Check it out for yourself then hit the jump and tell us what you think.
You've seen the demos of multitouch, and you might even have a PC that supports Windows 7's multitouch, but what can you do with it? If you're in the market for a PC that supports multi-touch, Microsoft is making a multitouch PC even more appealing by announcing its Microsoft Touch Pack for Windows 7.
Microsoft Touch Pack is a product of the collaboration between the Windows and Surface development teams, and as a result, Microsoft Touch Pack includes three Microsoft Surface applications and three casual games. Here's what you get:
Microsoft Surface Globe enables you to navigate the Virtual Earth 3D version of the world by touch, and lets you get local information as you "fly" by particular places.
Microsoft Surface Collage brings one of the original Microsoft Surface "touch and move the photos" demos to life, adding the ability to convert a collage into a desktop background.
Microsoft Surface Lagoon is a multi-touch enabled screensaver - watch fish gather around your "submerged" finger.
Casual gamers can enjoy the Rube Goldbergesque Microsoft Blackboard, a mashup of death rays and air hockey in Microsoft Rebound, and float origami on the water in Microsoft Garden Pond.
To find out who gets their hands on Microsoft Touch Pack first, join us after the jump.
Rules, rules, rules. It's one of the few things the open-source world has in common with its closed alternative. There are rules for downloading open-source projects. Rules for using open-source projects. Rules for distributing open-source projects. Rules for modify... ok. You get the idea.
It's one thing for open-source developers to define the legal parameters associated with the tinkering of their pet projects. That's the pill you swallow when you agree to download these bits of community-driven software. But that's also where the control factor ends. You can run open-source software on any platform you like. Depending on the parameters of the license, you can even populate your favorite open-source software applications to a new platform of your choosing--like a little bee in a digital garden, if you will.
Flying over the friendly skies of the closed-source world tells a different tale. Microsoft makes the rules here. Or, at least, as many rules as it can get away with making in relation to which of its operating systems you can use and how you can go about using them. Want to run a ton of programs at once? That's a license issue. Want access to additional functionality? Buy a better license. The list goes on, but it doesn't just end at the software level. A recent report has revealed Microsoft's intentions for Windows 7 in the netbook space, but this isn't the first time Microsoft has demanded that hardware manufacturers bow to a certain specification in order to bundle its operating systems along for the ride.
Check out Microsoft's full restrictions after the jump!
Going toe to toe with Apple's crazy popular iPod Touch is no easy task, but that's exactly what Microsoft will do with its new Zune player, and it isn't shy about saying so. The software giant this week confirmed plans to release the Zune HD this fall, which will be made available only in the U.S. at launch.
"This device is created to go head to head with the iPod Touch," Chris Stephenson, general manger of global marketing for Microsoft Zune, said in a telephone interview with CNet.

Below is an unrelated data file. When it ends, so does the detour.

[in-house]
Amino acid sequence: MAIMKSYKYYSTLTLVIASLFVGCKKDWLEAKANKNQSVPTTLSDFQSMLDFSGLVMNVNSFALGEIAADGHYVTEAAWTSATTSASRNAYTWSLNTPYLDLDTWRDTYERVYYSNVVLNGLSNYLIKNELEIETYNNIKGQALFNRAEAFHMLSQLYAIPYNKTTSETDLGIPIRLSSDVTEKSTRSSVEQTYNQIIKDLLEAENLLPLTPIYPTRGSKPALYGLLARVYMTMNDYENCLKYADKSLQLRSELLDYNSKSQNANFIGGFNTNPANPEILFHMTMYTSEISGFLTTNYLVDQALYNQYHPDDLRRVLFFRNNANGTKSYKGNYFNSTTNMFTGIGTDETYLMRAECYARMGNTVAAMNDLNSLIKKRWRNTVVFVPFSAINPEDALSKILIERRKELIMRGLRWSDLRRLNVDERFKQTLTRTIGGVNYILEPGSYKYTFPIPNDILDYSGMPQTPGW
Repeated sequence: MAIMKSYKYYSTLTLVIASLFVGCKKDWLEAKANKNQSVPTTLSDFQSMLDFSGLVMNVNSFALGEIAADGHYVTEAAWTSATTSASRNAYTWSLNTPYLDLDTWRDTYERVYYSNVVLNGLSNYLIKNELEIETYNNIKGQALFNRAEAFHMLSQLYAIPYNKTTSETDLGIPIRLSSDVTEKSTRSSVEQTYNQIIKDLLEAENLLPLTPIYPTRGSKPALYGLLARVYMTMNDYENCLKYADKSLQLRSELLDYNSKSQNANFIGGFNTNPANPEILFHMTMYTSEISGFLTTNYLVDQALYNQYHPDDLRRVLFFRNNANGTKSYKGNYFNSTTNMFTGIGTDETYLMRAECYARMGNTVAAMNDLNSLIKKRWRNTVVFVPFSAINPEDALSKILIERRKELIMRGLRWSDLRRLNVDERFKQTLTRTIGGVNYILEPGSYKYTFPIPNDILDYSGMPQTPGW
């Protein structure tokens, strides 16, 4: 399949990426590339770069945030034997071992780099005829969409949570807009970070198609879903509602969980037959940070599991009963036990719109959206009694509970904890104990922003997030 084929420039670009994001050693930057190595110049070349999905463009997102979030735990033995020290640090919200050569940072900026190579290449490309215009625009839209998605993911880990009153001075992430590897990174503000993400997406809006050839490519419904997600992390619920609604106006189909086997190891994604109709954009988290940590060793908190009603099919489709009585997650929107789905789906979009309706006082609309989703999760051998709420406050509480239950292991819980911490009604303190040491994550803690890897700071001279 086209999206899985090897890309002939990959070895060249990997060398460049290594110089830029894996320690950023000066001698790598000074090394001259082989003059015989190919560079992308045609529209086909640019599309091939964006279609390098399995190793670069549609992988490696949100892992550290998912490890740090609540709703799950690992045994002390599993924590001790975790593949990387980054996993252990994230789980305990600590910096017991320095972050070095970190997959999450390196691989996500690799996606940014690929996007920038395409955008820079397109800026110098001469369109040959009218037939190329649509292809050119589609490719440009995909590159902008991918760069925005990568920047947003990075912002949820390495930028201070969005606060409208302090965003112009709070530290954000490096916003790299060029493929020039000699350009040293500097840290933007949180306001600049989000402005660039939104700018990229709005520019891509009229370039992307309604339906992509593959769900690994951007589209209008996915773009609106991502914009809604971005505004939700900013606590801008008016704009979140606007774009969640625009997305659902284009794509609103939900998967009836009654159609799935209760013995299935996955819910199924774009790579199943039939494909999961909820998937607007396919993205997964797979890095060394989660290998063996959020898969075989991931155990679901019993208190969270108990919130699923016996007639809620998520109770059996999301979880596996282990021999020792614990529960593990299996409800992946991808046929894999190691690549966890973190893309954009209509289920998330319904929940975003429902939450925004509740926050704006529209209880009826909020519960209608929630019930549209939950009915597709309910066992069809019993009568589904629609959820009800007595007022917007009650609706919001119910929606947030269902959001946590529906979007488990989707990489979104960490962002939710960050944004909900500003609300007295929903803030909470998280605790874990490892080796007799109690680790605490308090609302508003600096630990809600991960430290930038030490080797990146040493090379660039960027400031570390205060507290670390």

Helping it do that will be an OLED touchscreen and HD Radio tuner. The Zune HD will be based on Windows CE with a version of Internet Explorer customized for its touchscreen, Microsoft said. The company also indicated that Zune owners will be able to play HD content on their televisions with a dock.
Expect to see the Zune HD become the definitive Zune product going forward," Stephenson said. "You will continue to see the hard drive product in the market. (The Zune HD) will take over from existing flash devices."
For those of you that are rocking Windows Vista, don’t you know what the Windows 7 release candidate is out? Well, at any rate, Microsoft released Service Pack 2 for Vista to the public today.
SP2 will include Windows Search 4.0, the Bluetooth 2.1 Feature Pack, the ability to record data on Blu-ray media natively, Windows Connect Now (to simplify Wi-Fi configuration), and other security and optimization-minded upgrades.
If you’re looking to download Vista SP2, you can get it here (for 32-bit users) and here (for 64-bit users).
Ready, aim, SPEND! That's the approach Microsoft is planning for Bing, its new search engine, Advertising Agereports. How much coin is Redmond prepared to spend to market Bing (previously code-named Kumo)? Somewhere is the $80-100 million range, Ad Age says, compared to Google's non-recruitment ad spending in 2008 of around $13 million. But, can spending 6-8 times as much as Google give Bing the jump it needs?
Microsoft's ad push (helmed by ad-agency powerhouse JWT) will not, unlike the recent anti-Apple campaign, mention Microsoft's search rivals - instead, the planned ads will ask consumers if search works as well as they'd like.
How about the product itself?
People who've seen the Microsoft product suggest it's useful and has some nifty filtering tools, even though it's not a markedly different-looking interface, at least for text search (some of the multimedia search results, however, do look quite different from how Google currently displays them).
When will Bing shove aside Live Search? The Register says "June," and also suggests keeping an eye on the D: All Things Digital conference this week for more details.